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Analysis > Interviews

FTIF Templeton Africa Fund merges into Frontier Markets Fund

Anna Lyudvig
March 26, 2019, 1:46 p.m.
773

Word count: 837

After careful consideration and analysis, the Franklin Templeton Investment Funds (FTIF) Board of directors decided to merge the FTIF Templeton Africa Fund into the $65.9m FTIF Templeton Frontier Markets Fund, effective February 15, 2019. Due to both funds sharing similar investment objectives and target investor profiles, the Board believes that this merger will offer economies of scale to existing shareholders.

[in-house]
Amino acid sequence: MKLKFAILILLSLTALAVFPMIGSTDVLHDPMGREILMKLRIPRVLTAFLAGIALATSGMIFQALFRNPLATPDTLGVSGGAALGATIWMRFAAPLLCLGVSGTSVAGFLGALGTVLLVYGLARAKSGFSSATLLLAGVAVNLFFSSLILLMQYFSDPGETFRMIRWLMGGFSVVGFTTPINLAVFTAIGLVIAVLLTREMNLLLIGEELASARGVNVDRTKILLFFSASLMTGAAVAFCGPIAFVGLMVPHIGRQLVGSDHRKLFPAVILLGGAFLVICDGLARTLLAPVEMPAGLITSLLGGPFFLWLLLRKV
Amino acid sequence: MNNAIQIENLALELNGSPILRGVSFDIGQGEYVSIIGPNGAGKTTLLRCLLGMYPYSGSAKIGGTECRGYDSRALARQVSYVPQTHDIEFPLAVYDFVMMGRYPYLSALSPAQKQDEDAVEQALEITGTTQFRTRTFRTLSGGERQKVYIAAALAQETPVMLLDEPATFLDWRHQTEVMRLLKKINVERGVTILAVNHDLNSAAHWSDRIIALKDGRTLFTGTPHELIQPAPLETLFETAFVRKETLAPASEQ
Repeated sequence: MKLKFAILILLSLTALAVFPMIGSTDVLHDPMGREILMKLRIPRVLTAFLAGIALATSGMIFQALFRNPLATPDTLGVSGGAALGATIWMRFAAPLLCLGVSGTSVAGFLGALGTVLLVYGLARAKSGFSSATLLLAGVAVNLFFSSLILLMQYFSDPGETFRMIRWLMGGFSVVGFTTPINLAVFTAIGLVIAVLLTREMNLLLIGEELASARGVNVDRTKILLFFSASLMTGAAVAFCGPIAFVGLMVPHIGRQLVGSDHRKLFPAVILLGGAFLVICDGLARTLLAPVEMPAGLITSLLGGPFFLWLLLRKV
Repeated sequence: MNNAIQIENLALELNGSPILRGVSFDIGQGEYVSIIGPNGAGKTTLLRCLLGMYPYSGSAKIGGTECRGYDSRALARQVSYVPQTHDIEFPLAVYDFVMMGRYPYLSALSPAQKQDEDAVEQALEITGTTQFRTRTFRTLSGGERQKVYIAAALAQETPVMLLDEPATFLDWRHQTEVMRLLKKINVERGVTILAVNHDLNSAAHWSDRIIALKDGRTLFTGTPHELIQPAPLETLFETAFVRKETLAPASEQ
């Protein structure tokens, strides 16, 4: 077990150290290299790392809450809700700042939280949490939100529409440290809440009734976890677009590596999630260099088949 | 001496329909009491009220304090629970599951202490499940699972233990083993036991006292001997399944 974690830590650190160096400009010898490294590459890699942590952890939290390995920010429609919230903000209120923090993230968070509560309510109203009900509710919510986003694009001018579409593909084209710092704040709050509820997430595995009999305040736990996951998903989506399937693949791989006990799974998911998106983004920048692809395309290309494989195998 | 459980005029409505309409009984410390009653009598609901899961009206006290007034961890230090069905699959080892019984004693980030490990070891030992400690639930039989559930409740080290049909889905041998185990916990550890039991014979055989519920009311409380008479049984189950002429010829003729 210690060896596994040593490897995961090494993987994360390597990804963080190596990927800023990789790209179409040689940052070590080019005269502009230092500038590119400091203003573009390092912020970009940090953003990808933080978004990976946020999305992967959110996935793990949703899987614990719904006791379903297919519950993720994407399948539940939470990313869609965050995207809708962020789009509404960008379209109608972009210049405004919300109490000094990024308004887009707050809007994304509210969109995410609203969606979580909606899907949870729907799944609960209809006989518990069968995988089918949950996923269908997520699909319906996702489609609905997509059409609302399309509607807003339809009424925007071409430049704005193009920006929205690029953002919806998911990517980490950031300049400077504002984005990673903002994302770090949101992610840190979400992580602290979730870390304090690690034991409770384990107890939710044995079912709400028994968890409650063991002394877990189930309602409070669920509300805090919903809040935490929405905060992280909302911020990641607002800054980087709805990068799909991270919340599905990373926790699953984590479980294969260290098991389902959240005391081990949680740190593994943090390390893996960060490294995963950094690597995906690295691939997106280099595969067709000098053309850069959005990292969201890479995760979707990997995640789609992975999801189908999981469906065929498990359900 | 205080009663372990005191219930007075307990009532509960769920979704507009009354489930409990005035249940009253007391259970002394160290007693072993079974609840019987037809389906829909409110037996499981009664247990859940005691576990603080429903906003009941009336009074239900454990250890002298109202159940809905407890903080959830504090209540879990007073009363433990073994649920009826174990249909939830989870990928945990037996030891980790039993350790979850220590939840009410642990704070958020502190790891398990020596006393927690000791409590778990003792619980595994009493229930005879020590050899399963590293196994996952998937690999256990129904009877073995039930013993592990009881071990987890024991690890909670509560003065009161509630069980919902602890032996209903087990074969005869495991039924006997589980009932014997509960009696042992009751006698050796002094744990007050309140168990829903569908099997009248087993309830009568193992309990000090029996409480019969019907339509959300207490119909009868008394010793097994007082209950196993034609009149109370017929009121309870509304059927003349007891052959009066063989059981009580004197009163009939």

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After careful consideration and analysis, the Franklin Templeton Investment Funds (FTIF) Board of directors decided to merge the FTIF Templeton Africa Fund into the $65.9m FTIF Templeton Frontier Markets Fund, effective February 15, 2019. Due to both funds sharing similar investment objectives and target investor profiles, the Board believes that this merger will offer economies of scale to existing shareholders.

AGF speaks with Ahmed Awny (left), Senior Executive Director and Portfolio Manager, Franklin Templeton Emerging Markets Equity (FTEME) and David Haglund (right), Senior Executive Director and Portfolio Manager, FTEME, about the FTIF Templeton Frontier Markets Fund and its African investments.

Anna Lyudvig (AL): As of February 28, the FTIF Templeton Frontier Markets Fund’s allocation to Africa was 12.59%. In which African countries do you invest?